M.F.: The point of that blog wasn't to scare you away from drafting Johnson, it was to temper expectations. I remember a few years back when Tom Brady threw for 50 touchdowns, and everyone was all over him in fantasy drafts the following season. He never had any chance to duplicate such a high level of statistical success. The same holds true for Johnson. As history has shown us, running backs who reach the 2,000-yard rushing mark don't come close to reaching that number the following year. That doesn't mean that C.J. won't rush for 1,400-1,500 yards, catch 40-50 passes out of the backfield and score double-digit touchdowns. Chances are, he will. He's one of the few featured backs left in the league -- he's explosive, versatile and durable. For all intents and purposes, Johnson is also playing to earn a major pay raise in the very near future.
M.F.: Welker's return from reconstructive knee surgery is ahead of schedule -- he even practiced some during offseason workouts -- but whether he will be on the field in time for Week 1 when the Patriots host the Bengals remains to be seen. Because of his high value in PPR leagues, I would roll the dice on him somewhere in the neighborhood of Round 6. Even if he is back for the regular-season opener, it's hard to envision a scenario where the Texas Tech product would post another season with 100-plus catches. It typically takes a player a full year to re-gain full mental and physical confidence in a reconstructed knee, so Welker will be a risk-reward player in drafts regardless.
Which rookie running backs, outside of the big names like Mathews, Jahvid Best and C.J. Spiller, have the most potential as fantasy players this season? - C. Harrison, New Zealand
M.F.: This year's rookie class has a number of potential sleepers, leading with Ben Tate. He'll have to earn a prominent role with Arian Foster and Steve Slaton in the mix, but the Auburn product has a mile of potential for coach Gary Kubiak. Montario Hardesty is another back to remember in drafts. While fantasy owners remember the big impact of Jerome Harrison at the end of last season, he's not likely to post such immense numbers again. In fact, Hardesty will have a chance to unseat Harrison atop the depth chart with an impressive training camp. The other running back with draft value is Toby Gerhart, but that's more as a handcuff for owners who land Adrian Peterson.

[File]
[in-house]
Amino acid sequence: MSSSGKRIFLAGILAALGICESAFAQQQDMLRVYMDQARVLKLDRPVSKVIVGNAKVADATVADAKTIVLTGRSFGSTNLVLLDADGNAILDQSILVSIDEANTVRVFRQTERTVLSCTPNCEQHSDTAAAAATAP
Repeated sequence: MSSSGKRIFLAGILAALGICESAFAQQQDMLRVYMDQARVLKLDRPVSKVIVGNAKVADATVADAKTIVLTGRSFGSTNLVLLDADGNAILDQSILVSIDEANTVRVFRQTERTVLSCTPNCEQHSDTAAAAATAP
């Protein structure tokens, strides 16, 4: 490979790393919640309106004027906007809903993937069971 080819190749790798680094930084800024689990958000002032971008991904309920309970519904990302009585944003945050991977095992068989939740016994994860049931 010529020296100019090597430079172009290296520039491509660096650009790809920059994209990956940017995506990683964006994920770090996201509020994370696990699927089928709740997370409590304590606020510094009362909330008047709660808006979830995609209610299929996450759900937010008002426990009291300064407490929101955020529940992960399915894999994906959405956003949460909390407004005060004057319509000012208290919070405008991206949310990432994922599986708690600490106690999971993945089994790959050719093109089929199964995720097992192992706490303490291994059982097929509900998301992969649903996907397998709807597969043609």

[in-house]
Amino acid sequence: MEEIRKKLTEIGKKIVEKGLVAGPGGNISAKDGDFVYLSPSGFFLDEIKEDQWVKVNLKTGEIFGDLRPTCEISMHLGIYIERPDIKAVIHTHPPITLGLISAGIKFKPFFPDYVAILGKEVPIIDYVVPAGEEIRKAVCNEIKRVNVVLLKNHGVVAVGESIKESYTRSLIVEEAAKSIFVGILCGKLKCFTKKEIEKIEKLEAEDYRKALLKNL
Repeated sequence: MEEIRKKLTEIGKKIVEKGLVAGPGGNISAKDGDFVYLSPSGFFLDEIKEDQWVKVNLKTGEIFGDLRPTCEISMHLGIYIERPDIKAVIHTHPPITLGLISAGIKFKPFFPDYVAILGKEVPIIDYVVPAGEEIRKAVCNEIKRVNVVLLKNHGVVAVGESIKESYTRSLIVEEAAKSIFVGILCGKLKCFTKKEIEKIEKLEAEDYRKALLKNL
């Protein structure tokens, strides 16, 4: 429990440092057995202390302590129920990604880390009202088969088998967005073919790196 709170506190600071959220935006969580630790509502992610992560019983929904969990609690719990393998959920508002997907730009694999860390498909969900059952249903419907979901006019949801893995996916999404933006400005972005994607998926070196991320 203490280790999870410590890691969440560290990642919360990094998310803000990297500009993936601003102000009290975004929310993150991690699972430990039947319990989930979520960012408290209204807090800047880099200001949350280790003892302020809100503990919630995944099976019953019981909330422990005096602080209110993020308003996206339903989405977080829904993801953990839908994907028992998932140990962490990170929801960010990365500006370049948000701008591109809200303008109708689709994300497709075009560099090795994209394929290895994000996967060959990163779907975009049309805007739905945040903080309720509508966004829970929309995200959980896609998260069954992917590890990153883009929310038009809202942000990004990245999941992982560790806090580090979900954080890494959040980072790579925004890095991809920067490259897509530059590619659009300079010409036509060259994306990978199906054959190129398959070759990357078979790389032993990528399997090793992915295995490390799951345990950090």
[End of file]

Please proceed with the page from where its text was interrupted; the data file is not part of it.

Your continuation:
I have the No. 3 overall pick in a 12-team PPR league that awards six points for all touchdowns. My plan is to take Maurice Jones-Drew or Ray Rice in Round 1 and wide receivers in Rounds 2-3. However, I have a bad feeling that most of the top wideouts will be drafted after my first pick. Should I consider taking Andre Johnson ahead of Jones-Drew or Rice? - M. Barrie, Tampa, Fla.
M.F.: Johnson is the lone wideout who's worth a first-round pick in my opinion, but there's no way I'm taking him ahead of Jones-Drew or Rice, even in a PPR league. Running backs with versatile skills sets such as Jones-Drew and Rice are gold in fantasy football, and their value just increases when the scoring system rewards points for catches. While there likely will be some sort of run on wide receivers in the early rounds, I think you'll still be able to land a nice option with the No. 22 overall pick.
M.F.: That's a good question. Obviously, he's coming off a season with 51 receptions and better than 1,400 rushing yards. He's also been a fantasy star in the past and has been a first-round staple in most leagues. The offense around Jackson should be improved, at least somewhat, with Sam Bradford under center and Laurent Robinson back from an injured leg. The biggest reason to draft him, though, is the fact that he has a very favorable schedule. Jackson will face the Seahawks (2), Saints, Panthers, Lions, Buccaneers and the AFC West. I still think there are more cons than pros when it comes to Jackson, so the decision to draft him comes with a real level of risk.
I play in a 10-team league with a snake draft. We reward six points for all touchdowns and a point for every 20 passing, rushing and receiving yards. I have the No. 5 overall pick, where Frank Gore and Rodgers will likely be available. Based on the scoring system, who would you draft? - M. Swanson, New Mexico
M.F.: The fact that quarterbacks are rewarded on the same level as running backs and wide receivers for yardage success makes me side with Rodgers. If you look at the numbers, he would have put up 100 more fantasy points than Chris Johnson last season based on that sort of rule. I would also assume that a ton of quarterbacks will come off the board in the first two rounds based on the scoring system, so there should be a good number of running backs still available in Rounds 2-4.